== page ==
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vex
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Wuthering Heights
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vex
Used In
Wuthering Heights
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  • But I have been vexed, because you wouldn’t come.
  • A nothing vexed him; and suspected slights of his authority nearly threw him into fits.
  • But as soon as she saw him vexed again, she kissed his hand, and said she would sing him to sleep.
  • I own I did not like her, after infancy was past; and I vexed her frequently by trying to bring down her arrogance: she never took an aversion to me, though.
  • She was vexed, but she did not proceed.
  • Was he vexed at my bad humour this afternoon?
  • He looked vexed, and suggested the kitchen as a more suitable place for him.
  • ’Don’t vex me.
  • He many a time spoke sternly to me about my pertness; and averred that the stab of a knife could not inflict a worse pang than he suffered at seeing his lady vexed.
  • Hereafter, we must be cautious how we vex her.’
  • If a servant chanced to vex her, it was always — ’I shall tell papa!’
  • I was so vexed, I flung my tray and its contents on the ground; and then seated myself at the stairs’-head, hid my face in my hands, and cried.
  • There was such anguish in the gush of grief that accompanied this raving, that my compassion made me overlook its folly, and I drew off, half angry to have listened at all, and vexed at having related my ridiculous nightmare, since it produced that agony; though WHY was beyond my comprehension.
  • And I’ll never — never — oh, never, while I have my senses, do an act or say a word to vex him.
  • …peculiarly wayward, rejecting her breakfast, complaining that the servants did not do what she told them; that the mistress would allow her to be nothing in the house, and Edgar neglected her; that she had caught a cold with the doors being left open, and we let the parlour fire go out on purpose to vex her, with a hundred yet more frivolous accusations, Mrs. Linton peremptorily insisted that she should get to bed; and, having scolded her heartily, threatened to send for the doctor.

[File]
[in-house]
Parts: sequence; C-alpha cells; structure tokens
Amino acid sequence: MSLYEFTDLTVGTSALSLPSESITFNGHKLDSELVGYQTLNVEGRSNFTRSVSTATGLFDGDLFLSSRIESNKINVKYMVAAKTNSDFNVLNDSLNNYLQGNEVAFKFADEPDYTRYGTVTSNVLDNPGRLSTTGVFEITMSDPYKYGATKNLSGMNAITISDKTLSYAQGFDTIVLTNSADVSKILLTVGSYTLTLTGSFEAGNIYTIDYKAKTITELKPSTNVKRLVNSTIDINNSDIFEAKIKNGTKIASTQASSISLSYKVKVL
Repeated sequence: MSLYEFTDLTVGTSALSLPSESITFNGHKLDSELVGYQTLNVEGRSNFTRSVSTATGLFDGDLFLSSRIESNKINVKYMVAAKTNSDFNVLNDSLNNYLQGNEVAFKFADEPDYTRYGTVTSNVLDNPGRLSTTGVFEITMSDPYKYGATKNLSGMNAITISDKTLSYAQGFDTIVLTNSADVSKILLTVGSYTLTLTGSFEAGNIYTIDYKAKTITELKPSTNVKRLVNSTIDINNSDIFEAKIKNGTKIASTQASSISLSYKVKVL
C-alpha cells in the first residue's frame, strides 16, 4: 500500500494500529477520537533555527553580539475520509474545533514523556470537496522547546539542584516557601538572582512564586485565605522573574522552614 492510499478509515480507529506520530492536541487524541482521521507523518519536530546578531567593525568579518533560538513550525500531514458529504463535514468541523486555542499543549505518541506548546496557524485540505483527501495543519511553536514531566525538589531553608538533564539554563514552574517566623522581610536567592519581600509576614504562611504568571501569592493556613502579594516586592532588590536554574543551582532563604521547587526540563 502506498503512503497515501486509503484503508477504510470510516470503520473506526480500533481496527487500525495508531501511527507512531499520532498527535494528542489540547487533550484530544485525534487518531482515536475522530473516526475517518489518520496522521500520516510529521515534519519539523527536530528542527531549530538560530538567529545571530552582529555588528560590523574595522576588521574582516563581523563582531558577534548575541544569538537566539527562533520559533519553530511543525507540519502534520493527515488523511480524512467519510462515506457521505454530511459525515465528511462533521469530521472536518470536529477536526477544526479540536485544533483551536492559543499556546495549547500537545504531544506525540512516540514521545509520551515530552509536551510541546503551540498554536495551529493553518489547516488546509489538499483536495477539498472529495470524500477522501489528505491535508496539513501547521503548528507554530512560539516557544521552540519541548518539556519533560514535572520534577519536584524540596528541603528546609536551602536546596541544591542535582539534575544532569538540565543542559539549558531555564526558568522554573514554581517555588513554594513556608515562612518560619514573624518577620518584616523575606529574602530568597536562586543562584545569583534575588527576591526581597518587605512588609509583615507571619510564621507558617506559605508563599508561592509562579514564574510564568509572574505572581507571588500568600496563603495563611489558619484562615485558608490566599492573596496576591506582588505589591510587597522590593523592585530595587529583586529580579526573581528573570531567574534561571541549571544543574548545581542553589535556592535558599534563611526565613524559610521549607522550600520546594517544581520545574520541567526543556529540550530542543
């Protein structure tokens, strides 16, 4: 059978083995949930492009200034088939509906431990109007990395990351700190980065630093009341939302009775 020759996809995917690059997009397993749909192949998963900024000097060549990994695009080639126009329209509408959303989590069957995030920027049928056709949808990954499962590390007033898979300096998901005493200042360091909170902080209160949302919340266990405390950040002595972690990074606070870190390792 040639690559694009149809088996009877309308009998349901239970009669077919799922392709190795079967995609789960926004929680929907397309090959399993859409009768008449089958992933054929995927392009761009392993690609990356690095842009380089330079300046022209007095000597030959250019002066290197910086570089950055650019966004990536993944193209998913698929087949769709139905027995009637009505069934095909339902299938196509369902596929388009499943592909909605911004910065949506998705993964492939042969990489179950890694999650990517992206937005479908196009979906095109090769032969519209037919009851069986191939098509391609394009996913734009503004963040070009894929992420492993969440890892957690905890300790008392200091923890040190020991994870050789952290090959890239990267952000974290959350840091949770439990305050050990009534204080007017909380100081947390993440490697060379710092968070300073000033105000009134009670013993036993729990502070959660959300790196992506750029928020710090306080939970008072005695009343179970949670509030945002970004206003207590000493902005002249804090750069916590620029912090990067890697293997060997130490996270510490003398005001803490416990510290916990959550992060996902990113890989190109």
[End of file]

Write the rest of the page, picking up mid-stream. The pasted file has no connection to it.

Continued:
• I was much vexed at her and the servant for their mutual revelations; having no doubt of Linton’s approaching arrival, communicated by the former, being reported to Mr. Heathcliff; and feeling as confident that Catherine’s first thought on her father’s return would be to seek an explanation of the latter’s assertion concerning her rude-bred kindred.
  • …to weary myself with imagining some fit parentage for him; and, repeating my waking meditations, I tracked his existence over again, with grim variations; at last, picturing his death and funeral: of which, all I can remember is, being exceedingly vexed at having the task of dictating an inscription for his monument, and consulting the sexton about it; and, as he had no surname, and we could not tell his age, we were obliged to content ourselves with the single word, ’Heathcliff.’

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  • It is a vexing problem.
  • the chronic diseases which vex mankind

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